Blommaert vs Fairclough. Not global, but Local criteria and norms define the processes of change

http://www.discourse-studies.com/en/publications/tiao_mu/2014/4/24_Book_reviews_files/jan.pdf

Language in Society 40 (2011) doi:10.1017/S0047404511000492

JAN BLOMMAERT, The sociolinguistics of globalization. Cambridge: Cambridge University Press, 2010. Pp. xvi, 213.

Reviewed by HAILONG TIAN

To develop his sociolinguistics of globalization, Blommaert critically reviews three books on the topic from the field of language study (14–20), including Language and globalization (Fairclough 2006), which has received criticism (e. g. Blommaert 2008, Shi-xu 2009) as well as positive comments (e.g. Tian 2010). In the 2008 review and in this book, Blommeart was not happy with Fairclough’s work on globalism (which Fairclough defines as the dominant discourse in the process of globalization) and on the spatial dimension of globalization. His critical review, so to speak, forms the basis for his development of the historical dimension of globalization in this book. But I do see some coincidence between Blommaert’s and Fairclough’s works, and Blommaert himself (2008) noticed an exception to what he criticizes in his above mentioned review, namely, Fairclough’s discussion of “globalization from below.” We can see, for example, when “grassroots literacy becomes not only a practical code, a code for expression, but also an evaluative and hence normative code” (94) in Bloomaert’s case of learning English in a township school in South Africa. In Fairclough’s analysis of Romanian higher-education reform, it is by virtue of successful strategies of “internal” social agencies and agents in Romania that “external entities” like EU neo-liberal discourse are recontextualized, relocated and appropriated and then “carried” into the new scale of Romanian higher education (see Tian 2010). Different as the vocabularies and technical terms are, the point highlighted by both Fairclough and Blommaert is that there is, in Blommaert’s words, “an influence from the global and, to be sure, places do change, but the local is quite resilient as well and local criteria and norms define the processes of change” (23)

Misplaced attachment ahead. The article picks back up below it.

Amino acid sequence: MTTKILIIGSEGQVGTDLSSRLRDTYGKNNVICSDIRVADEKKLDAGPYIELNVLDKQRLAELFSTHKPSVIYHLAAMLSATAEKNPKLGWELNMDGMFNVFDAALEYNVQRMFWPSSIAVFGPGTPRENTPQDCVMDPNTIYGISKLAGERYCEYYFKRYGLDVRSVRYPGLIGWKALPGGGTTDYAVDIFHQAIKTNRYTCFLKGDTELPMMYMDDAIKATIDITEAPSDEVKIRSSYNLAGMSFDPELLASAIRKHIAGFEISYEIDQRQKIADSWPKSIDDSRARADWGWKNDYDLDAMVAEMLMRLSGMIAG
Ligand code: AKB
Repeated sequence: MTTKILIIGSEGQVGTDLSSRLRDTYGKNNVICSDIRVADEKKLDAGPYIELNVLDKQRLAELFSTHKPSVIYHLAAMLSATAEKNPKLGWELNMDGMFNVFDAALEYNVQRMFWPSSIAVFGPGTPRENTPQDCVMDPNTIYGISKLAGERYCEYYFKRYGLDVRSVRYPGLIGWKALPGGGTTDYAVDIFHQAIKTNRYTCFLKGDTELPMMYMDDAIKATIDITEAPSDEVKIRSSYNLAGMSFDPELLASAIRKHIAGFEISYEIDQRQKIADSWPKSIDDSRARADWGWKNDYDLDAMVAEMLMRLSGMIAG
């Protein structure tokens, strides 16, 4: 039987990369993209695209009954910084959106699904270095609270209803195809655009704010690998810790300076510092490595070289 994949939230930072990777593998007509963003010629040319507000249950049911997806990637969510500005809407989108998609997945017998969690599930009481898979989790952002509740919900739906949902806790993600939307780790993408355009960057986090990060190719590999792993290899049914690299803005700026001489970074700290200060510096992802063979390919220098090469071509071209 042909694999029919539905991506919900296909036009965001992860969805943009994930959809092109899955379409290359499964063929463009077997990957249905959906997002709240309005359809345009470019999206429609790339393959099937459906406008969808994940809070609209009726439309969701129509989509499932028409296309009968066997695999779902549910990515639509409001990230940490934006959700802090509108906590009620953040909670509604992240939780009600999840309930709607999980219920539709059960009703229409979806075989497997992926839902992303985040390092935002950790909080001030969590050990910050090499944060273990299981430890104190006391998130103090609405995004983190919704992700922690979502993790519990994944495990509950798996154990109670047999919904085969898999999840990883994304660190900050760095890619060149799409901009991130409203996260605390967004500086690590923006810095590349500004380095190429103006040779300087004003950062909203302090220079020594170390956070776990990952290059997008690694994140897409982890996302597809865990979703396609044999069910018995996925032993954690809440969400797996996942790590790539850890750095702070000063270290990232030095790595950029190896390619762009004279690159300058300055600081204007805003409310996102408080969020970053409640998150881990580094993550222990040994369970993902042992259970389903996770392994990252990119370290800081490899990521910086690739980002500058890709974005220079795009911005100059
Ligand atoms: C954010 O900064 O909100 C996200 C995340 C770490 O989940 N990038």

REFERENCES Blommaert, Jan (2008). Review of Norman Fairclough, Language and globalization. Discourse and Society 19:257–62. Fairclough, Norman (2006). Language and globalization. London: Routledge. Shi-xu (2009). Review of Norman Fairclough, Language and globalization. Language in Society 38:365–69. Tian, Hailong (2010). Review of Norman Fairclough, Language and globalization. Contemporary Linguistics 12:68–70.

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